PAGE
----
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© Neena Bhandari, The Australian

CHARACTERISED by its blink-and-miss inconspicuousness, little Diu is just a dot off the west coast of India. The island's quaint blend of Gujarati culture and Portuguese legacy has long fascinated me, so there is good reason to break our journey in Mumbai and hop on a plane to explore this time-warp ingredient in the cultural melting pot of India.

After a 40-minute flight northwest over the Arabian Sea, we arrive at Diu airport, a small airstrip surrounded by sea and palm trees. With the propellers lazily spinning to a halt, we take a quick picture, only to be ushered aside by security staff. We are told photography at Indian airports is strictly prohibited. Sadly, we have to delete our prized first picture.

The light sea breeze feels refreshing after the muggy Mumbai air. A short walk and we are greeted by our Gujarati driver, Mohabbat Singh. Our travel agent has booked us a small Tata Indica and fitting the bags in the restrictive boot is a challenge but, as they say in India, everything is possible. Mohabbat quickly pulls out a rope and ties our suitcases on to the roof-rack.

The quiet is sublime: there are few places in this country of more than one billion people that offer such tranquillity. As we drive south along the coast of this small island -- 13km long and 4.5km wide -- to Radhika Beach Resort, we pass a few tourists on bicycles and mopeds, but what catches our attention are groves of branching palms, popularly called hoka trees, found nowhere else in India.

Birds are plentiful, too, merrily flitting between the trees and power lines: from egrets, storks, herons and darters to mynas, lapwings, parakeets and the beautiful kingfisher, a collage of colours glowing in the winter sun.

The Radhika, blending in perfectly with the coastal ambience, is a stone's throw from the beach and offers modern amenities, including a pool and health club. Friendly staff check us into one of the 42 cosy rooms, divided into blocks of four, each with a view of either the landscaped garden and pool or the sea.

The restaurant serves an elaborate range of Indian, Chinese and continental food, with seafood specialties.

On the clean sands of Nagoa beach we indulge in building sandcastles as holidaymakers around us relax, swim, sail or enjoy the water sports: water scooters, speedboats, parasailing, surfing and water skiing.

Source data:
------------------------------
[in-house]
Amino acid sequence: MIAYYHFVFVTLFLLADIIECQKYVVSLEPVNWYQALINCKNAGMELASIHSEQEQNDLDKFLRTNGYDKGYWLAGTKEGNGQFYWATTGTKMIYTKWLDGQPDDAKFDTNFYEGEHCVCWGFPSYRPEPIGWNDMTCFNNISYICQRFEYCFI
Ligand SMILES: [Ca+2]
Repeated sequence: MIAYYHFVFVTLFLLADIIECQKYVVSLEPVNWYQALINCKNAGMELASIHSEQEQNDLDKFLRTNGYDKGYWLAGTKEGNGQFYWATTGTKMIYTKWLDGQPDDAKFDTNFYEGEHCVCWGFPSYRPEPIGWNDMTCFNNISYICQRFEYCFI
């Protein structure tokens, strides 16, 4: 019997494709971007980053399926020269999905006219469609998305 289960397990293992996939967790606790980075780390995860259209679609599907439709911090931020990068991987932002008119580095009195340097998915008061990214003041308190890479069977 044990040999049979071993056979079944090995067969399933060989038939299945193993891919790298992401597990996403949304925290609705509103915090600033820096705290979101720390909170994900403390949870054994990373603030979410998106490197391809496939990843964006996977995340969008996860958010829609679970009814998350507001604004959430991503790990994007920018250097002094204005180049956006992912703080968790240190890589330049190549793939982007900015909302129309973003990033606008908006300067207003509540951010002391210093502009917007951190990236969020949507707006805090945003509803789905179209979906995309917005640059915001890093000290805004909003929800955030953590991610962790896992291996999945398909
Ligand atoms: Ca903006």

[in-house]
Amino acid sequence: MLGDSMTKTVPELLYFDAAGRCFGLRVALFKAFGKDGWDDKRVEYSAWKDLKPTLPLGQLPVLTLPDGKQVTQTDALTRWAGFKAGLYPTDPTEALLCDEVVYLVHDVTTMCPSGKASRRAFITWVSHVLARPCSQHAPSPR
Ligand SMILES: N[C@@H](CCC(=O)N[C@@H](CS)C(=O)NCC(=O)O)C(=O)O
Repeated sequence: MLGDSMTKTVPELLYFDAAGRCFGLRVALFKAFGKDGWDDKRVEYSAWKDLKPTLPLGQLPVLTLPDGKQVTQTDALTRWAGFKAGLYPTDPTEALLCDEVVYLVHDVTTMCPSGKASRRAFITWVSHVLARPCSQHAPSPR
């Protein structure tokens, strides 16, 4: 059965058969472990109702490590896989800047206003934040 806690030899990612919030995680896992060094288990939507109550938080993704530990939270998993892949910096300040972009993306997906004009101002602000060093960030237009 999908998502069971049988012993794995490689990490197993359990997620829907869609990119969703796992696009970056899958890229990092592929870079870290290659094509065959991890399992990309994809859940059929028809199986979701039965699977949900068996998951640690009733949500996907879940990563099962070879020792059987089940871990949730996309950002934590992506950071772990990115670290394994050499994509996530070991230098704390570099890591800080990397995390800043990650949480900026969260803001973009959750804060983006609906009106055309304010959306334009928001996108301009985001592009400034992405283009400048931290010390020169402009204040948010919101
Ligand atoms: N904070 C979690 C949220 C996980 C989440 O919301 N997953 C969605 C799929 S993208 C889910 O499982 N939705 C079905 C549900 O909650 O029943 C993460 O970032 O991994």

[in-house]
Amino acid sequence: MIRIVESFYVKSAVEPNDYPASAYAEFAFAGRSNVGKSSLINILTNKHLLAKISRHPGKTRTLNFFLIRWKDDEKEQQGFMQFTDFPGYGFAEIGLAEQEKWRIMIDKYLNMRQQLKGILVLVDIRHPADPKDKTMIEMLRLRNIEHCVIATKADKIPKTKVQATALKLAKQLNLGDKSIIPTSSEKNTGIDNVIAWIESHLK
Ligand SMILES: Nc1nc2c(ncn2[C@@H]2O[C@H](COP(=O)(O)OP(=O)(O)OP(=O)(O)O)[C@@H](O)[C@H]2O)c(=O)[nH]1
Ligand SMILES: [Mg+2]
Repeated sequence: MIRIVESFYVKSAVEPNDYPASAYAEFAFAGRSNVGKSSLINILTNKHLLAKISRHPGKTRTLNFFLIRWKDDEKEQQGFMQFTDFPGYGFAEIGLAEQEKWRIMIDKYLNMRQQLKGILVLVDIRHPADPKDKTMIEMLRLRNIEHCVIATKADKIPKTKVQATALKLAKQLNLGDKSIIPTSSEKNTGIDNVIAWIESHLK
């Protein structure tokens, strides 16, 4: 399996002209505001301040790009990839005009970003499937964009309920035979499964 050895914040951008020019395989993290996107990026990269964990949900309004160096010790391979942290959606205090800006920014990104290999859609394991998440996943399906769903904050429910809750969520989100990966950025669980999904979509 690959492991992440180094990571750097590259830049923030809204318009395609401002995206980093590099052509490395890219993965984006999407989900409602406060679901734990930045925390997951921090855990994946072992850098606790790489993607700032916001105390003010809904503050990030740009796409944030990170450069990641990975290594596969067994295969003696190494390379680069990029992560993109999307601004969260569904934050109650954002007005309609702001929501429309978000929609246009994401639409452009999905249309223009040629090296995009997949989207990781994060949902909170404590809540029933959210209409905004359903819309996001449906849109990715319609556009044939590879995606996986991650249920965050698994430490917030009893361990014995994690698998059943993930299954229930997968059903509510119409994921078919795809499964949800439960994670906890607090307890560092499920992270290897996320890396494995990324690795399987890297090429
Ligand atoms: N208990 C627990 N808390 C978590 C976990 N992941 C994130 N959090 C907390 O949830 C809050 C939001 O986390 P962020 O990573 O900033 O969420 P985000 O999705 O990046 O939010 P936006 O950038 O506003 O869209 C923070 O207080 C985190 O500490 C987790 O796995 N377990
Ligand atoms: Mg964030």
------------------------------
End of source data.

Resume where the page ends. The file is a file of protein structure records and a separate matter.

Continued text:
It is 16 years since I last saw the sun drop into the Arabian Sea, so we drive early to Sunset Point, where a lone man with a bamboo basket is selling spicy chickpeas drizzled with fresh lime. The only sounds penetrating the stillness are those of the waves and the wind. It comes as a welcome relief not to be swarmed by people and hassled by hawkers. We lie on the rocks, watching the vast expanse of the sea embrace the sun as the last fishing boats return.

While Diu doesn't have the grandeur of Goa's churches and convents, glimpses of the 430-year Portuguese colonisation of the coast are visible in the gothic Iberian architecture of the buildings.

As we make our way on foot through the narrow winding streets, the charm of Diu unfolds. The

16th-century Church of St Francis of Assisi is still in use but the cloister has been converted into a hospital. St Thomas Church is now a museum.

St Paul's Church, built in 1691, stands out with treated volutes, shell-like motifs and magnificent wood carving. The church is buzzing with devotees, tourists and schoolchildren. Otherwise, the town, with a population of about 26,000, seems to be in slumber. We walk along spotless cobbled streets, past dustbins in many designs and shapes, plaques with Portuguese inscriptions; the imposing fort built in 1535 by the Portuguese governor reminds us of a long-gone era. From the ramparts of the fort we can see Panikotha, a ship-shaped structure on a rock in the sea that, legend says, was once connected to the land by an underwater tunnel.

In 2006, more than 300,000 tourists visited the island, which is 980km northwest of Mumbai by road and bridge from the mainland. For those coming from Goa, 590km south of Mumbai, Diu is a breath of fresh air, untainted by the trappings of tourism.

There are 37 hotels and guesthouses with three, including Radhika, offering three-star facilities. As a group of English tourists sipping chai at Apana's Foodland on the seashore tell us, "This restaurant offers variety, views and value for money." Next door is the 47-room Apana hotel, popular with domestic and international tourists.

But for authentic Portuguese and Goan cuisine, we are told the place to be is Heranca Goes, a restaurant near the museum, run by Francisco da Cruz and Alina Gomes D'mello. Francisco has a passion for food and opens his home for breakfast and dinner for a maximum of 18 guests. Good value is putting it mildly: a banquet of eight to nine dishes costs about $5 per head.

On our last night in this surprising oasis, I want to savour every moment of peace. The glow of a full moon lights my path on the sand, my thoughts wander to the charming chaos of cities that awaits us on the mainland. Rejuvenated, I feel ready to step back into the kaleidoscope that is India.

Jet Airways flies to Diu daily, except Saturdays. Fares are about $200 one way; return flights from about $390. More:  

The main season is September to May. Cycling is a good way to get around or hire a moped for about $5 a day, plus fuel.

© Copyright Neena Bhandari. All rights reserved. Republication, copying or using information from any content is expressly prohibited without  the permission of the writer and the news agency through which the article is syndicated.

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